feel it in her own body, the huge heave of the sap in the massive trees, [D.H. Lawrence]

< Previous | Next >


Senior Member
Here are some words from the novel Lady Chatterley's Lover(para. 129) by Lawrence(the University of Adelaide,here):

She went to the wood next day. It was a grey, still afternoon, with the dark-green dogs-mercury spreading under the hazel copse, and all the trees making a silent effort to open their buds. Today she could almost feel it in her own body, the huge heave of the sap in the massive trees, upwards, up, up to the bud-tips, there to push into little flamey oak-leaves, bronze as blood. It was like a ride running turgid upward, and spreading on the sky.

Well, the colored part is a little difficult for me to understand. I feel the "it" in the sentence refer to "the huge heave of the sap in the massive trees, upwards, up, up to the bud-a, there to push into little flamey oak-leaves, bronze as blood". But how could she feel it in her body please?

Thank you in advance
Last edited:
  • Rhye

    Senior Member
    English - American
    I agree with your interpretation and say that it's only figurative that she can "feel it in her own body". The author means that the phenomenon is so apparent/forceful on this day that it is as if she could feel it physically herself.

    Hermione Golightly

    Senior Member
    British English
    'It was like a :cross: running turgid upward, and spreading on ... '
    I'm just making sure it's understood that the word is tide, not ride.
    I imagine she's feeling the way one does when one gets some exciting unexpected news, a flood of emotion sweeping up through your body or indeed, growing sexual excitement. It is all imagery and a lot of it (all?) is sexual. The idea of sap rising in the trees and words like 'turgid'.
    (Imagery, not to be confused with 'puns'.)


    Senior Member
    Thank you. I feel the sap flow is similar to Connie's blood flow. Lawrence wrote the trees is to write Connie's feeling: the excitement, the desire and the impulse for love and life.
    This is just the imagery.
    Long, you might remember a crucial early passage, Ch 8, just before Connie's first direct encounter:

    Constance sat down with her back to a young pine-tree, that wayed against her with curious life, elastic, and powerful, rising up. The erect, alive thing, with its top in the sun!
    And she watched the daffodils turn golden, in a burst of sun that was warm on her hands and lap. Even she caught the faint, tarry scent of the flowers.
    And then, being so still and alone, she seemed to [g]et into the current of her own proper destiny.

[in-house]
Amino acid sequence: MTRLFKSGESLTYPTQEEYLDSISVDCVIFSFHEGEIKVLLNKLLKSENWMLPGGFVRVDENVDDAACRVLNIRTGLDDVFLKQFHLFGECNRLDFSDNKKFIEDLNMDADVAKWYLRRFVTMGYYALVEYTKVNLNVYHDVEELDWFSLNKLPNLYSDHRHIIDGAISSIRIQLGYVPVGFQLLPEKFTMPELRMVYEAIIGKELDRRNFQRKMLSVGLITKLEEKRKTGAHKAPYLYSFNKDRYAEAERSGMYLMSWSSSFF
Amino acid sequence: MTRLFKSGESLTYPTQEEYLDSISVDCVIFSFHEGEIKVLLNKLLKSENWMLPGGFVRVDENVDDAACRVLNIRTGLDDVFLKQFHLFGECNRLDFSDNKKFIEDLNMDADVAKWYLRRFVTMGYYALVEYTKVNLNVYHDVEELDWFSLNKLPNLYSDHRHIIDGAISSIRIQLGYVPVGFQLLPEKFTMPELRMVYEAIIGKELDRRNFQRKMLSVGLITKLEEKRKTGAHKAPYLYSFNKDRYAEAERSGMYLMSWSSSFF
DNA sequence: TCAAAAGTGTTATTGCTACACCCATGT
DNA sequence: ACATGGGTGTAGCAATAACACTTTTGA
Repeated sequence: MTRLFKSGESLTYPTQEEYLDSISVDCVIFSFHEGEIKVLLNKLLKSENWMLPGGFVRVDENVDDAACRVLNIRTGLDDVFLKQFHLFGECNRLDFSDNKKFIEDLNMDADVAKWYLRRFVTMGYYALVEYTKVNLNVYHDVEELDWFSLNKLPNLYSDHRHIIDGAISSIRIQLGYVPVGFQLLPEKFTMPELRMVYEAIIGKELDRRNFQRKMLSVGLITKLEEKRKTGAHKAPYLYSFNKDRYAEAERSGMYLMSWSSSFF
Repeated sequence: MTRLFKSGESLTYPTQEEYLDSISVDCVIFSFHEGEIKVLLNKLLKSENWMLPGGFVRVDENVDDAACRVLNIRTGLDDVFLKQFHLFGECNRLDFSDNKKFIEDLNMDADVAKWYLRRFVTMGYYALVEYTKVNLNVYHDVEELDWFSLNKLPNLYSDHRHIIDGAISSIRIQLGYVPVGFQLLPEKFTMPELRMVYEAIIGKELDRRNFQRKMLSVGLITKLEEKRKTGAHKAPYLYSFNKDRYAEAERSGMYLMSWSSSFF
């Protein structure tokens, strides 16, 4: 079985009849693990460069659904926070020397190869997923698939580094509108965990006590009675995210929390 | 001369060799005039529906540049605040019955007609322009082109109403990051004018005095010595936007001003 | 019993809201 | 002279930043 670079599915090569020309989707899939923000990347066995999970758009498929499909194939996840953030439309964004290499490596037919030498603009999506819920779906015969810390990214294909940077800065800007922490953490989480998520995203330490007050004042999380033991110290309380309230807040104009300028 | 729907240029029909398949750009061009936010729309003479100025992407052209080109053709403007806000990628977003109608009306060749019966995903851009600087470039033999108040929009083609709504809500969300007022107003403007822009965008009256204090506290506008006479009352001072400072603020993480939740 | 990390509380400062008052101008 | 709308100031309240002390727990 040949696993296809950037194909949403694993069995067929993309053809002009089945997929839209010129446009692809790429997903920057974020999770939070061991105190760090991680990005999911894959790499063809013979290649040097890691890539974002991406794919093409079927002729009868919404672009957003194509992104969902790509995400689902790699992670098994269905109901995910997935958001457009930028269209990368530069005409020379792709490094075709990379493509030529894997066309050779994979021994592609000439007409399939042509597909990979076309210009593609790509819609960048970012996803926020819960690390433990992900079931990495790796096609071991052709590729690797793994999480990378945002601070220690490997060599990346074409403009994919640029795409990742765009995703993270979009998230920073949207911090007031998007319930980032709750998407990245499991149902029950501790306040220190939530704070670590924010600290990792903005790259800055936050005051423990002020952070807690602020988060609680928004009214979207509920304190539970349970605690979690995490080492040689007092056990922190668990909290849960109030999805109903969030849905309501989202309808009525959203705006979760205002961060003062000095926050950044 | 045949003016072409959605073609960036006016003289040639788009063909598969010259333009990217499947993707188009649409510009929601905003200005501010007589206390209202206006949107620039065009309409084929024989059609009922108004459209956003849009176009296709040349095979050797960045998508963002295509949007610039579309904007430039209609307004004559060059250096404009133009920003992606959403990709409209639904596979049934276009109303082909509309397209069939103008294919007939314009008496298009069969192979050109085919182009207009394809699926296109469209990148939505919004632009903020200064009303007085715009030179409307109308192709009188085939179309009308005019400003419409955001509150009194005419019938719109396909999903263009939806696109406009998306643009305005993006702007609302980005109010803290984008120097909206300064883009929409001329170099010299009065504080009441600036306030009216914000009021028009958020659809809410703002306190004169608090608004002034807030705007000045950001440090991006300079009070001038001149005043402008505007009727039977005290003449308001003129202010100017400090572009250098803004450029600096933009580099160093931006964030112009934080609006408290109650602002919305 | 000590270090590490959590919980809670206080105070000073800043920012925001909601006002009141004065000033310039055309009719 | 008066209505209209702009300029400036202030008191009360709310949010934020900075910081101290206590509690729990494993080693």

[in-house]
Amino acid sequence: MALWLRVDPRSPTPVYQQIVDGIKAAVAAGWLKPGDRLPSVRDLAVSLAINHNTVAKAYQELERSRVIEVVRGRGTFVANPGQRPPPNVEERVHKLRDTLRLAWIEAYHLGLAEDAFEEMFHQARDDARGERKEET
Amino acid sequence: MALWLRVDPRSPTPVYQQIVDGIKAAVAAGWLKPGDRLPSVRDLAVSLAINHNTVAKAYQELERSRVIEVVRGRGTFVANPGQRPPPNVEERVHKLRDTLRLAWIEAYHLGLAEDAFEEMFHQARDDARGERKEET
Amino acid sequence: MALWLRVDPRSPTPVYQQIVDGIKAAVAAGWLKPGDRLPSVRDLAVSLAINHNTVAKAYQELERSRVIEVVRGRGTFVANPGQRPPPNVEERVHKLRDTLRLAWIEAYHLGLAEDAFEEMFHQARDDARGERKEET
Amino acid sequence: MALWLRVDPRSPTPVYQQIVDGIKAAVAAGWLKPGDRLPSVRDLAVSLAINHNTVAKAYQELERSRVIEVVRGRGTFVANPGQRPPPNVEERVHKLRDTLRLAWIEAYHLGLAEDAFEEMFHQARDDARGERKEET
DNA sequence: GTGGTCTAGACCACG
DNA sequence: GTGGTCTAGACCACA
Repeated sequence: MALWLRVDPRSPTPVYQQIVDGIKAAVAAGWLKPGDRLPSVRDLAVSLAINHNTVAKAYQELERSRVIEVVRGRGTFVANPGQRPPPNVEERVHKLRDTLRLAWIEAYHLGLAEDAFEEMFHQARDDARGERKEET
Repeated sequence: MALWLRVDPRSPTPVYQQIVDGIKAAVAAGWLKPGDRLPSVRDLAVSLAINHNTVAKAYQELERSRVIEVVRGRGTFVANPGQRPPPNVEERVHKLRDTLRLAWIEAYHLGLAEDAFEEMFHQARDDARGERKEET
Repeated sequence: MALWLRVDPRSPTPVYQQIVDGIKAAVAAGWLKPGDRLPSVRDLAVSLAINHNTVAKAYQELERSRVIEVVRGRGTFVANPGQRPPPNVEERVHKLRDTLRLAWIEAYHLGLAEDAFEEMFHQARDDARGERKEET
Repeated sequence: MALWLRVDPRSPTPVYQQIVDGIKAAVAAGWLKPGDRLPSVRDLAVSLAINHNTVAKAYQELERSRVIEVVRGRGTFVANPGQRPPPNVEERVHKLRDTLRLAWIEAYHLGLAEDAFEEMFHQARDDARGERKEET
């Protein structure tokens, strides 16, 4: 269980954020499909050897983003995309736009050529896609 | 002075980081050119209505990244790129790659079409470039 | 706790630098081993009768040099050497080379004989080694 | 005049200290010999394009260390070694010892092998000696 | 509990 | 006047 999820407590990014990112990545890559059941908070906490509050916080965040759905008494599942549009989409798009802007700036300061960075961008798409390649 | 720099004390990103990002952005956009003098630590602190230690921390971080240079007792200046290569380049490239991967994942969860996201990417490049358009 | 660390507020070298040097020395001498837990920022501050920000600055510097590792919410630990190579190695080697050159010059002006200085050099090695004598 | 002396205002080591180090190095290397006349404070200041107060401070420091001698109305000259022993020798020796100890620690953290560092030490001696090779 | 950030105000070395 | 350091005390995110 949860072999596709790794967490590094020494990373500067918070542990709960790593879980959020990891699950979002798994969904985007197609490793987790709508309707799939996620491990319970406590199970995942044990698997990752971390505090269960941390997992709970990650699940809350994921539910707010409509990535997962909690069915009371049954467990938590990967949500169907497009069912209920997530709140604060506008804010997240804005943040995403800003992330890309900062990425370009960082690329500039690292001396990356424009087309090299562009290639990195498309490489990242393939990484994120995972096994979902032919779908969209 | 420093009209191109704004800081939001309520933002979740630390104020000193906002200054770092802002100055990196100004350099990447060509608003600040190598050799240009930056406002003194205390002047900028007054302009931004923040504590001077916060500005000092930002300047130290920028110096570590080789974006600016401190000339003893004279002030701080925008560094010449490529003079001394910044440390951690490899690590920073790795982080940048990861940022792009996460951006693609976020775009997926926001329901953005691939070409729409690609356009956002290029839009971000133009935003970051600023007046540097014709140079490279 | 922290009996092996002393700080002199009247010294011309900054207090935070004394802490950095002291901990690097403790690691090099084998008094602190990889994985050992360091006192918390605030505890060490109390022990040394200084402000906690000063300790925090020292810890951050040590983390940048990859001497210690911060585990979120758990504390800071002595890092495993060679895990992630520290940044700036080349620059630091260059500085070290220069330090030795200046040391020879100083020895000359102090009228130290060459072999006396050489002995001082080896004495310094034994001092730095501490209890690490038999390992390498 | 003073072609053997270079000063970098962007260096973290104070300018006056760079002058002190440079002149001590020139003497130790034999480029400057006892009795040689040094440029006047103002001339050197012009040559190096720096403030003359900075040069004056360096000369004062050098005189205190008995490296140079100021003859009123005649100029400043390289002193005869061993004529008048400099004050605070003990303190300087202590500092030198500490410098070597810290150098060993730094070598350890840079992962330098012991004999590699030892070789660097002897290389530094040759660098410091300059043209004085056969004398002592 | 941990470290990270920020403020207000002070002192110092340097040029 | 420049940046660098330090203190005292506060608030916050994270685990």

(There are lots of typos because of OCR issues).

    While the words chosen are not puns, they are veiled or not-so-veiled sexual allusions. The passage in the OP describe sensual feeling rising in her. 'turgid' is often applied
    sexual organs in a state of excitement.

    The colors you asked about are reds, red like blood. Life makes tissues pink, or even red; sexual excitement as well. (You are right about 'it'.)

    So Lawrence employs, one might say, the 'sympathetic fallacy'; nature mirrors his characters.. Note that after she encounters the tree, the next day, she visits
    "John's well" which shows only a small trickle (at that point). Mellors, like a number of men, calls his penis John Thomas.

    ADDED: I agree with Hermione, "tide". There are lots of mistakes in that text.
    Last edited:
    Long, when you are translating, it's going to be up to you to use words that have double or more meanings. Lawrence's verbs and adjectives are applied to nonsexual things but resonate
    with the sexual events of the story. Hermione has mentioned this already, but when you read

    It was like a [t]ide running turgid upward,

    you should think of blow flow in a woman, on in a man, in his penis. 'turgid' is a rather heavy-handed clue, since an erect penis (or excited vulva in a woman) is described as 'turgid.'

    Note words like 'rise' or 'rising' have a possible sexual allusion.


    Senior Member
    British English (Sussex)
    But they aren't puns. (Just a reminder:D in case one is needed.) "Turgid" sounds extremely non-erotic to me. Think "turgid prose" :(.
    < Previous | Next >